It only takes one destructive storm to cause massive losses. Are your clients ready?
Though forecasters predict 2017’s hurricane season may be less severe than 2016, the potential for catastrophic damage still hovers over the landscape. In its recently released outlook, the Colorado State University Tropical Meteorology Project team foresees a slightly below average hurricane season this year, with 11 named storms churning from within the Atlantic between June 1 and November 30.
Of those 11 storms, four will eventually turn into full-blown hurricanes, with two of those strengthening into a category 3-5 storm with winds at or exceeding 111 miles per hour. Those numbers are a falloff from 2016, but according to the CSU report, 2017’s predicted hurricane season represents roughly 85% of an average season while last year’s hurricane activity rose 135% above the average.
Conditions Ripe for a Below-Average Season
CSU researchers base their prediction on two emerging weather movements: an unusual cooling trend recently detected in the tropical Atlantic and the likely return of El Niño, an occasional climate phenomenon that warms up the waters of the Pacific off the coast of South America.
El Niño ranked as one of several factors leading the CSU team to make its prediction. Pouring over 60 years of data, researchers also analyzed Atlantic sea surface temperatures, sea level pressures, and vertical wind shear levels — the change in wind direction and speed in relation to height in the atmosphere.
From that data, the CSU team concluded 2017 mirrors the years of 1957, 1965, 1972, 1976, and 2002, when hurricane activity sunk below the average. In particular, 1972 was “well below-average season,” Phil Klotzbach, Research Scientist in the Department of Atmospheric Science and lead author of the report, said.
For property owners and insurers, the most important prediction is whether a major hurricane will make landfall, bringing with it flooding and strong winds. Based on a below-average season, the probability of a hurricane crossing land along the entire U.S. coastline projects at 42% versus a 52% average over the past century. Two regions — the eastern U.S. including the Florida peninsula and the Gulf Coast stretching from the Florida panhandle to Brownsville, Texas — both stand a 24% chance of a hurricane moving inland, down from 31% and 30%, respectively. The likelihood of a hurricane coming ashore in the Caribbean is estimated at 34%; the historical average in that area is 42%.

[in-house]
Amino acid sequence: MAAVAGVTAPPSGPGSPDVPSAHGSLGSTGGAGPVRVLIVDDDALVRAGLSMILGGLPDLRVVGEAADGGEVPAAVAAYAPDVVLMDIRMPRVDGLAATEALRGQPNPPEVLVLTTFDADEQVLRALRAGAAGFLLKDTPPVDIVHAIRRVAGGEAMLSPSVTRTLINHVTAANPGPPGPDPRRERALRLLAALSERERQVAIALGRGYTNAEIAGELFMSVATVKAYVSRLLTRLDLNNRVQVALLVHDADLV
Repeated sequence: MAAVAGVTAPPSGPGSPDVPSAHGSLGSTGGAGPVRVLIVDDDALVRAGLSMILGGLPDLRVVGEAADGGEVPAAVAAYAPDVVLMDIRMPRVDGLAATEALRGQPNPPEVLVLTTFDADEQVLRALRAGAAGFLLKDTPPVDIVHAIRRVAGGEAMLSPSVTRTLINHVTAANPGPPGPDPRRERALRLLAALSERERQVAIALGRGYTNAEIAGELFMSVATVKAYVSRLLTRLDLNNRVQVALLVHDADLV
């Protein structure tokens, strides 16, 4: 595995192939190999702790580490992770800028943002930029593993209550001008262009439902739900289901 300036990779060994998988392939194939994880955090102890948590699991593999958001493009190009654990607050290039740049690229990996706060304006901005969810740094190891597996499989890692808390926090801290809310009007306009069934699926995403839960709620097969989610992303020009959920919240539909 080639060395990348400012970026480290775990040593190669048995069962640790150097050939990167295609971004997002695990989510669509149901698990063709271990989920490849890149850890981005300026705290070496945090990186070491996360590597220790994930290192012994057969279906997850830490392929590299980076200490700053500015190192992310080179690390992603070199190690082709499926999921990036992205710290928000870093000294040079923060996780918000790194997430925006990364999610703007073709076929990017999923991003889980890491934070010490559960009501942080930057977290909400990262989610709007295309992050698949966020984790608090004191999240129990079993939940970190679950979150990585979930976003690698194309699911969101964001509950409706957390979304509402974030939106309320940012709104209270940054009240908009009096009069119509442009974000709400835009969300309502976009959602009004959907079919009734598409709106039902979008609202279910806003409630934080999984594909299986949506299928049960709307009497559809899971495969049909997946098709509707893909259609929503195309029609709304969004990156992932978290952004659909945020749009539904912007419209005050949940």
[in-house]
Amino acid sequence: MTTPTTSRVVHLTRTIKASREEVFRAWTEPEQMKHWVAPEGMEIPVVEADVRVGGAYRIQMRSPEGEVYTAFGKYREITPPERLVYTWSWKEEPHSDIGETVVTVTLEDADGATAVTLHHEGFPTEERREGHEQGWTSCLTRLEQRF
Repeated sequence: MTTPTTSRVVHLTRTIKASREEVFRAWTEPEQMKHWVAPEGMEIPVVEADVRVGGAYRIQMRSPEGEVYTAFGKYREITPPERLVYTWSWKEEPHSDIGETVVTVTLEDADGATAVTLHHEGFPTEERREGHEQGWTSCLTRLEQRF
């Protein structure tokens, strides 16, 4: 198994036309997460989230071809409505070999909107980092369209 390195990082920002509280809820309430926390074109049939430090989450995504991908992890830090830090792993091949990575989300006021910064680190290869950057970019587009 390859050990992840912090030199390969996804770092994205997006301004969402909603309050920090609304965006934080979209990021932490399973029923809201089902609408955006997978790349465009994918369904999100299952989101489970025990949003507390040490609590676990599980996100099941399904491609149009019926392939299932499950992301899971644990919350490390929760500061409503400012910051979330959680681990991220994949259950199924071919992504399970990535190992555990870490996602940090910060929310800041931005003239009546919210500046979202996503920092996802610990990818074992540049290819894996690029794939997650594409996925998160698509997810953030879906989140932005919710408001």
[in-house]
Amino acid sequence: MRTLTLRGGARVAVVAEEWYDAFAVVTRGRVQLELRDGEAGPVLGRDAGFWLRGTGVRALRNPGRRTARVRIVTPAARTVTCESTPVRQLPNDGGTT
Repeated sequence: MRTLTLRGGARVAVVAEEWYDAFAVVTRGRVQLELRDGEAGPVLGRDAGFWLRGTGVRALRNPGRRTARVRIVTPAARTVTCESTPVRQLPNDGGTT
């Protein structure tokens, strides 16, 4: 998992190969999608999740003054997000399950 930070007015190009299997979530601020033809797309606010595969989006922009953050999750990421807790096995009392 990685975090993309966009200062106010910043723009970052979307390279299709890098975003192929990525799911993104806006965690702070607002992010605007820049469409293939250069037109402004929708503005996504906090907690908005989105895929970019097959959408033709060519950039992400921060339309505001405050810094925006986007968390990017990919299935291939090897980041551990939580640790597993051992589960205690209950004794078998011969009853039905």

Start Prepping Now
Even a below-average hurricane can cause catastrophic destruction if conditions change and homeowners are unprepared. Warmer temperatures, like those typically associated with El Niño, mean fewer but more forceful hurricanes. El Niño also portends erratic weather patterns, so homeowners and their agents should not be lulled into a false sense of security by a prediction of a less than severe hurricane season. Last year’s Hurricane Matthew produced $4 billion in damage along the East Coast, as reported CoreLogic — and that was just one storm.
Instead, agents must talk to their clients now before hurricane season begins. Know where they live and if they are in the probable path of a hurricane. If that is the case, find out what their policy covers and if they require extra coverage, such as flood insurance.
Encourage your clients to prepare for extreme weather by developing an emergency plan and taking some precautions. High winds wreak havoc on roofs, so advise your clients to inspect and repair their roofs if needed. Before a storm hits, recommend your clients cover windows with plywood.
Business clients feel the impact of hurricanes, too. Flooding can decimate stock, machinery, and electronics. Therefore, urge your commercial policyholders to back up vital data and protect materials from water damage or move those items to a safe, secure place.
After a storm hits, it’s too late to discuss what a homeowner or commercial property policy does — or does not — cover. Preparing for the worst now reduces policyholders repair costs and lessens the disruption of their lives.